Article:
Other vendors or industry documentation might use the term proxy ID, security parameter index (SPI), or traffic selector when referring to SAs or encryption domains.

There are two general methods for implementing IPSec tunnels:

  • Route-based tunnels: Also called next-hop-based tunnels. A route table lookup is performed on a packet's destination IP address. If that route’s egress interface is an IPSec tunnel, the packet is encrypted and sent to the other end of the tunnel.
  • Policy-based tunnels: The packet's source and destination IP address and protocol are matched against a list of policy statements. If a match is found, the packet is encrypted based on the rules in that policy statement.

The Oracle VPN headends use route-based tunnels but can work with policy-based tunnels with some caveats listed in the following sections.

Important

The Oracle VPN headend supports only a single encryption domain. If your policy includes multiple entries, the tunnel will flap or there will be connectivity problems in which only a single policy works at any one time.

Encryption domain for route-based tunnels
Encryption domain for policy-based tunnels

If Your CPE Is Behind a NAT Device

In general, the CPE IKE identifier configured on your end of the connection must match the CPE IKE identifier that Oracle is using. By default, Oracle uses the CPE's public IP address, which you provide when you create the CPE object in the Oracle Console. However, if your CPE is behind a NAT device, the CPE IKE identifier configured on your end might be the CPE's private IP address, as show in the following diagram.

This image shows the CPE behind a NAT device, the public and private IP addresses, and the CPE IKE identifier.

Note

Some CPE platforms do not allow you to change the local IKE identifier. If you cannot, you must change the remote IKE ID in the Oracle Console to match your CPE's local IKE ID. You can provide the value either when you set up the IPSec connection, or later, by editing the IPSec connection. Oracle expects the value to be either an IP address or a fully qualified domain name (FQDN) such as cpe.example.com. For instructions, see Changing the CPE IKE Identifier That Oracle Uses.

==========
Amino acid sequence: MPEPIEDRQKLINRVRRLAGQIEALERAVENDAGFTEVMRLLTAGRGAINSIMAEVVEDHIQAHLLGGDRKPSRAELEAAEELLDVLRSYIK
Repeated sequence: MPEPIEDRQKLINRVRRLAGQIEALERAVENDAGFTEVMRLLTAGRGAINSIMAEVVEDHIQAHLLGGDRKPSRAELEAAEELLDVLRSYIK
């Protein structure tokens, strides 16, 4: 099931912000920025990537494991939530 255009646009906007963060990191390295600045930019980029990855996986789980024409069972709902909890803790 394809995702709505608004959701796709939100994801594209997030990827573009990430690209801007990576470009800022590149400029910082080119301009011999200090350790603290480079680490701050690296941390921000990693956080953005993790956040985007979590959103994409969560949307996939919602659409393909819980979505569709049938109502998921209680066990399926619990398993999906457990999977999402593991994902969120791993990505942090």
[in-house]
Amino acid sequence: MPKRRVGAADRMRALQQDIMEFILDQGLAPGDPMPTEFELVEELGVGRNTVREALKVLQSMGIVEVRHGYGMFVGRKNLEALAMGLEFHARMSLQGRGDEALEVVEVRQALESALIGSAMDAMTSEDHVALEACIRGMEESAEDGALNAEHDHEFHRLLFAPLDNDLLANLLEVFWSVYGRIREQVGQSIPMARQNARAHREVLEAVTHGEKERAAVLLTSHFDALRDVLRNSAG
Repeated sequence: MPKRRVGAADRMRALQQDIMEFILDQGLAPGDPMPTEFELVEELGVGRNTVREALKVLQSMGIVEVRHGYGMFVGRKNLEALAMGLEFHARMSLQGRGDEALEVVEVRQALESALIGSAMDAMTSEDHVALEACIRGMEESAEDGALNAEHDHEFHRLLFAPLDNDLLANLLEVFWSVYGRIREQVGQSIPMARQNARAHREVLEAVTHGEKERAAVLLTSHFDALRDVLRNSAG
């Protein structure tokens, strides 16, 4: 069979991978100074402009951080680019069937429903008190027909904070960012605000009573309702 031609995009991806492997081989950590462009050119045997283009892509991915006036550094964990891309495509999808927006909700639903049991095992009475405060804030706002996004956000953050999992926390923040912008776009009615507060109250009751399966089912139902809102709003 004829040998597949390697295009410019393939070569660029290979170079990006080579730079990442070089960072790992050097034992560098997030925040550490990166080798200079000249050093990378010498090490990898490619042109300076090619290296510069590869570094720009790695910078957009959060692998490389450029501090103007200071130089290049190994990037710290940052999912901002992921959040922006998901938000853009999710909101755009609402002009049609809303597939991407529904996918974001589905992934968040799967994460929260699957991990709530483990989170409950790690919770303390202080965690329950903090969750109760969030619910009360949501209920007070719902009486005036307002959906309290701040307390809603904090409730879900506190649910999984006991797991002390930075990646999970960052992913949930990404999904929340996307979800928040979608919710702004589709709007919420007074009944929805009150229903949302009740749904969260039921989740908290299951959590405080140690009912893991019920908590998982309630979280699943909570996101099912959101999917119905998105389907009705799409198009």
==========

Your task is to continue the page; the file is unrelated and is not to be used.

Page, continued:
Supported IPSec Parameters

For a vendor-neutral list of supported IPSec parameters for all regions, see Supported IPSec Parameters.

The Oracle BGP ASN for the commercial cloud is 31898. If you're configuring VPN Connect for the Government Cloud, see Required VPN Connect Parameters for the Government Cloud and also Oracle's BGP ASN.

CPE Configuration

Important

The configuration instructions in this section are provided by Oracle Cloud Infrastructure for your CPE. If you need support or further assistance, contact your CPE vendor's support directly.

The following figure shows the basic layout of the IPSec connection.

This image summarizes the general layout of the IPSec connection and tunnels.

The configuration template provided is for a Cisco ASA running version 8.5 software (or later).

Note

Cisco ASA versions 9.7.1 and newer support route-based configuration, which is the recommended method to avoid interoperability issues.

If you want tunnel redundancy with a single Cisco ASA device, you must use the route-based configuration. With policy-based configuration, you can configure only a single tunnel between your Cisco ASA and your dynamic routing gateway (DRG).